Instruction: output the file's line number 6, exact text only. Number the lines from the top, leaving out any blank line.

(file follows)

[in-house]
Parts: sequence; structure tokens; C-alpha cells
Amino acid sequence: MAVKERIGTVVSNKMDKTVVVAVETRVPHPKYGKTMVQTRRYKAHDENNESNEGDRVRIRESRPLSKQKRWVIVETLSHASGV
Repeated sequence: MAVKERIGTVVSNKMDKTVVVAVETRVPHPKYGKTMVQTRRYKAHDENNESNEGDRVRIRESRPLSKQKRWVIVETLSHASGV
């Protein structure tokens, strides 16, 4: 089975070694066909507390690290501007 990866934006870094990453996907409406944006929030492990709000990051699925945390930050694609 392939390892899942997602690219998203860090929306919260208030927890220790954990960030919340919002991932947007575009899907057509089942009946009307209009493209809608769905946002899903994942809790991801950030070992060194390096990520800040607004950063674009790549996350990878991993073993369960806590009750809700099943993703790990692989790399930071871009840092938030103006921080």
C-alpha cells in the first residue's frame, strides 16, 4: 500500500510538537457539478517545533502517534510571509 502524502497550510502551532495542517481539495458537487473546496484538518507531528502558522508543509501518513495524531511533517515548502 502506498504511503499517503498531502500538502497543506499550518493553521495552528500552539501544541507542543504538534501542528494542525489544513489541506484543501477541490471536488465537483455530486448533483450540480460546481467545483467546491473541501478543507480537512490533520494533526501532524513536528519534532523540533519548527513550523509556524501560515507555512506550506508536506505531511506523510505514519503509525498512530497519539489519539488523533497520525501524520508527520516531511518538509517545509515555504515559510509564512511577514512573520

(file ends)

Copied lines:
C-alpha cells in the first residue's frame, strides 16, 4: 500500500510538537457539478517545533502517534510571509 502524502497550510502551532495542517481539495458537487473546496484538518507531528502558522508543509501518513495524531511533517515548502 502506498504511503499517503498531502500538502497543506499550518493553521495552528500552539501544541507542543504538534501542528494542525489544513489541506484543501477541490471536488465537483455530486448533483450540480460546481467545483467546491473541501478543507480537512490533520494533526501532524513536528519534532523540533519548527513550523509556524501560515507555512506550506508536506505531511506523510505514519503509525498512530497519539489519539488523533497520525501524520508527520516531511518538509517545509515555504515559510509564512511577514512573520